On Saturday, January 20, and Sunday, January 21, massive demonstrations took place in New York and some 200 other cities, marking the first anniversary of the “women’s marches” the day after Donald Trump was inaugurated President in 2017. The largest was in Los Angeles, with an estimated 500,000 people protesting Trump’s misogyny and the Republicans’ anti-immigrant, antiworker agenda. The New York march on Jan. 20 drew an eclectic group of perhaps 120,000 protesters, led by Mayor Bill de Blasio and his wife, Chirlane McCray. Union participation was obvious, with large contingents from the United Federation of Teachers, the International Association of Theatrical and Stage Employees, the Communications Workers of America, and 1199SEIU. While the march was inspired by outrage at Trump’s attitude and behavior toward women—many people carried signs with the #MeToo hashtag of the movement against sexual harassment—immigrant rights were also a major theme, with signs of “Equal Rights are Human Rights” and supporting the Deferred Action for Childhood Arrivals program.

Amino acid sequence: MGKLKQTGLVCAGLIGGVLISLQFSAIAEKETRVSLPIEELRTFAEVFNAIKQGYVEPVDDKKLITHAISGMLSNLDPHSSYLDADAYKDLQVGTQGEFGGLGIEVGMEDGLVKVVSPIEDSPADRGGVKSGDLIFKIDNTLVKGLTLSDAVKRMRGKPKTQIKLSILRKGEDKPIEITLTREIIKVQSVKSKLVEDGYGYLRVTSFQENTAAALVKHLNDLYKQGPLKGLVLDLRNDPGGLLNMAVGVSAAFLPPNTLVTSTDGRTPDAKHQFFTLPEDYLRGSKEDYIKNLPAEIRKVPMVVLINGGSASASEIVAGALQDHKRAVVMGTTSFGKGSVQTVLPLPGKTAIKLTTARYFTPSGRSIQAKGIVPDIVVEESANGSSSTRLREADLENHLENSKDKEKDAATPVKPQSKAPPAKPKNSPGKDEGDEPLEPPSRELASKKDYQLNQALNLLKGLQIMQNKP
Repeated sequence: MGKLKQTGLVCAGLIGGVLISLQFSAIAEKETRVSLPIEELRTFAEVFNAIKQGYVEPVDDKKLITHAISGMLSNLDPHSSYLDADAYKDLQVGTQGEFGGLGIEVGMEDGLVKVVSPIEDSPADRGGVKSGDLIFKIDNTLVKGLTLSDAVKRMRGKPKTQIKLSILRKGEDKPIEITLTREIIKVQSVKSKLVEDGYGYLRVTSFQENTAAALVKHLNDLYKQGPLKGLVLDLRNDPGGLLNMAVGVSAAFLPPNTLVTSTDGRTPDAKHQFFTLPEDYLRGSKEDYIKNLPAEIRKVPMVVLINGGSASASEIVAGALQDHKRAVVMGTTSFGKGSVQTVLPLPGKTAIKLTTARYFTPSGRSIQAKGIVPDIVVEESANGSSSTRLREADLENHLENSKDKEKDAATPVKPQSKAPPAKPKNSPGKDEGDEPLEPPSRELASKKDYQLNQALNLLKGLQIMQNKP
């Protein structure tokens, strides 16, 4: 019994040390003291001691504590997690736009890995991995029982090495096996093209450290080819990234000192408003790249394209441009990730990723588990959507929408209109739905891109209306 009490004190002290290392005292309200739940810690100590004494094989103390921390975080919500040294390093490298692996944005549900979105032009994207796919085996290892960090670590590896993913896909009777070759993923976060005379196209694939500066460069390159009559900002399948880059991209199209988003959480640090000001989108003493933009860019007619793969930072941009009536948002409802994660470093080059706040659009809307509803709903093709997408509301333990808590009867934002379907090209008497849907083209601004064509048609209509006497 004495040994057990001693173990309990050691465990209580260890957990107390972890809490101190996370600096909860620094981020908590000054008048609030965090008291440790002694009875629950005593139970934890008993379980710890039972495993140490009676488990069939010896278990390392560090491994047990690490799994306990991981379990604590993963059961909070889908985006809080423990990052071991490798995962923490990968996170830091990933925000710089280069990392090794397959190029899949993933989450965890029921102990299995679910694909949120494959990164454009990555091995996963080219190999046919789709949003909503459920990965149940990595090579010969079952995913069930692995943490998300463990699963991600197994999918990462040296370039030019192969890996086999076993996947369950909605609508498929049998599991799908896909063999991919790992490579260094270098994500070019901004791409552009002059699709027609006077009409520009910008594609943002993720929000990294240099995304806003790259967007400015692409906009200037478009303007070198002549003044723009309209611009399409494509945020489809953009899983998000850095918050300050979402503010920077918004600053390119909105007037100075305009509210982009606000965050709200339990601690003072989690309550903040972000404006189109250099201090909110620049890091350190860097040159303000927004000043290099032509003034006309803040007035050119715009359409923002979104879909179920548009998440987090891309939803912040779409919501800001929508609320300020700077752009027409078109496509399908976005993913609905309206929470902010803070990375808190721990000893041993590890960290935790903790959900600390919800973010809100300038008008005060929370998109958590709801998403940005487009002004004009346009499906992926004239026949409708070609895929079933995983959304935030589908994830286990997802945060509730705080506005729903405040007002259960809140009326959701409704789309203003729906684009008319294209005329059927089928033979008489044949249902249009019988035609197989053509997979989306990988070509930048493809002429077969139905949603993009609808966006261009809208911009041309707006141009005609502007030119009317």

The We Make America artist collective, which counts feminist artist Joyce Kozloff among its leaders, created elaborate tableaux of blue waves and “Pussy Gate” signs. “The blue wave motif was very omnipresent and new to this year’s march,” Kozloff told LaborPress. “The idea is representing the power of Democratic voters.” Many carried signs urging people to vote Democratic in this November’s midterm elections, to throw out the Republican majorities in Congress that have enabled Trump’s agenda.
With such an outpouring, will our representatives in the state capital and Washington get the message that people power counts? And will the midterm elections see many more women elected to office?